The classification of dried distillers grains with solubles as a non-hazardous cargo by the International Maritime Organization became official Jan. 1.
Erick Erickson, director of global strategies for the U.S. Grains Council, told DTN that until two years ago, DDGS had no classification at all with the IMO. Without classification, insurance companies and shippers formulated their own categorization and many considered DDGS as a hazardous material because of concerns that its oil and moisture content might be combustible. Since DDGS was only allowed on ships that had special fire suppression systems, the cost of freight increased, DDGS shipments were disrupted and booking ships became difficult.
After being approached by members of the ethanol industry, the Council coordinated an effort in 2010 to have DDGS classified as non-hazardous, Erickson said.
The Council worked with the Coast Guard to coordinate a series of scientific testing required by the IMO to prove DDGS was not a hazardous cargo, as well as collecting correspondence from shippers and a search of insurance claim records to confirm there had never been issues caused by DDGS shipments.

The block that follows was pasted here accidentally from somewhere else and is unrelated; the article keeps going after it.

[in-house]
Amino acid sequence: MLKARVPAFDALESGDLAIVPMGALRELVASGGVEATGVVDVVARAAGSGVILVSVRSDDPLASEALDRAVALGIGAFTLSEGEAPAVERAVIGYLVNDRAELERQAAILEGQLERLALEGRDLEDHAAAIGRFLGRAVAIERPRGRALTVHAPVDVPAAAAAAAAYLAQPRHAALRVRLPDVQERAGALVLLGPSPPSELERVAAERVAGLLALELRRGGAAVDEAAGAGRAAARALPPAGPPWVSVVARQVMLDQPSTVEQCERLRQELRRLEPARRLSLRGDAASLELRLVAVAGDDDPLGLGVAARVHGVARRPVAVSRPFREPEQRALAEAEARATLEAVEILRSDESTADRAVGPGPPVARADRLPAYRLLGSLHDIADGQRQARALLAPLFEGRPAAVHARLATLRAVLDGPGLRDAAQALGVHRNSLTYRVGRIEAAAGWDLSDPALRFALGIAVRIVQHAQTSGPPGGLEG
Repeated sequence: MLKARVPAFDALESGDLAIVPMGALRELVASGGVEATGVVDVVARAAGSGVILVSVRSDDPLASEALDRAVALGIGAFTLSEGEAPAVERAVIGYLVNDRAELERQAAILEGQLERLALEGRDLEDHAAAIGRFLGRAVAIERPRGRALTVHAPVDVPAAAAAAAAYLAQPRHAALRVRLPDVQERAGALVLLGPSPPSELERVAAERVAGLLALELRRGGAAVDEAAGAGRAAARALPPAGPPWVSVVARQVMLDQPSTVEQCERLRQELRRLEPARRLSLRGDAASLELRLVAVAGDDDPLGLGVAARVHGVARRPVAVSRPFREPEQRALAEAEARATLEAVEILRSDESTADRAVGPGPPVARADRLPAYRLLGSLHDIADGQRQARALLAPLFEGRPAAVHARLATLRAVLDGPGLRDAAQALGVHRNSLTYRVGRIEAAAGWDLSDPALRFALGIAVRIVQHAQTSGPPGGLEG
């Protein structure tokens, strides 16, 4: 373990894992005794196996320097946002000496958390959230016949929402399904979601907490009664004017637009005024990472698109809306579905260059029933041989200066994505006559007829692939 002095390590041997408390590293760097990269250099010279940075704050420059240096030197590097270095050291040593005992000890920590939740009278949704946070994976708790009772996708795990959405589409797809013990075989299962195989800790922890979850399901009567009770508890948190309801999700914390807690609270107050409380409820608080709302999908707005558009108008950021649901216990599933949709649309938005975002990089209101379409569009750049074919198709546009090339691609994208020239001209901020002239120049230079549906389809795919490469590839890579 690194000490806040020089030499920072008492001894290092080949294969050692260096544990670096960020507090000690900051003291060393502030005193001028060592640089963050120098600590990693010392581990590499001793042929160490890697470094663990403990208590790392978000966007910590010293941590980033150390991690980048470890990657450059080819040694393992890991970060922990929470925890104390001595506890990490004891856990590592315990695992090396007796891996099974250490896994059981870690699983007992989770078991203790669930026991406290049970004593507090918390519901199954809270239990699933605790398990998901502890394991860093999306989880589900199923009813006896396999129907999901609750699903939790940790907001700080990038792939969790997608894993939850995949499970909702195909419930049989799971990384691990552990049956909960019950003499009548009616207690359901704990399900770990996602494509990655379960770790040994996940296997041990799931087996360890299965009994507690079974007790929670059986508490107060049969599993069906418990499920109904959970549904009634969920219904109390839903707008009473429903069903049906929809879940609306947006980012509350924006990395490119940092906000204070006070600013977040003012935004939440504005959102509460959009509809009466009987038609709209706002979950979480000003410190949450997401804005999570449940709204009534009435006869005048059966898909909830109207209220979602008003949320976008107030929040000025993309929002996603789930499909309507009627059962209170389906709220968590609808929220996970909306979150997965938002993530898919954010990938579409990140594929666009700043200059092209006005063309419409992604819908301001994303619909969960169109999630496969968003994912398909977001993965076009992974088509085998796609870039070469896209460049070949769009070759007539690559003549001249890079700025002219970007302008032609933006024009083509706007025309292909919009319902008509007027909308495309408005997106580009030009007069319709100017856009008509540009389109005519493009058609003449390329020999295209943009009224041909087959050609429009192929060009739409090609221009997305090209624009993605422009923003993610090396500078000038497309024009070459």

The Coast Guard then took the information the Council gathered, and presented and defended a proposal to the IMO Sub-Committee on Dangerous goods, Solid Cargoes and Containers. The subcommittee approved the proposal and while waiting for the mandatory waiting period, the Coast Guard provided a letter to shippers stating that DDGS would be treated as non-hazardous until Jan. 1, 2013, when the action became official and the classification is now official in IMO code.
The Council is now undertaking a similar process to clear corn gluten meal and corn gluten feed, which have previously been classified as hazardous in the category of seedcake. Both CGF and CGM are expected to receive official non-hazardous classification on January 1, 2015.
Cheryl Anderson can be reached at Cheryl.email@example.com
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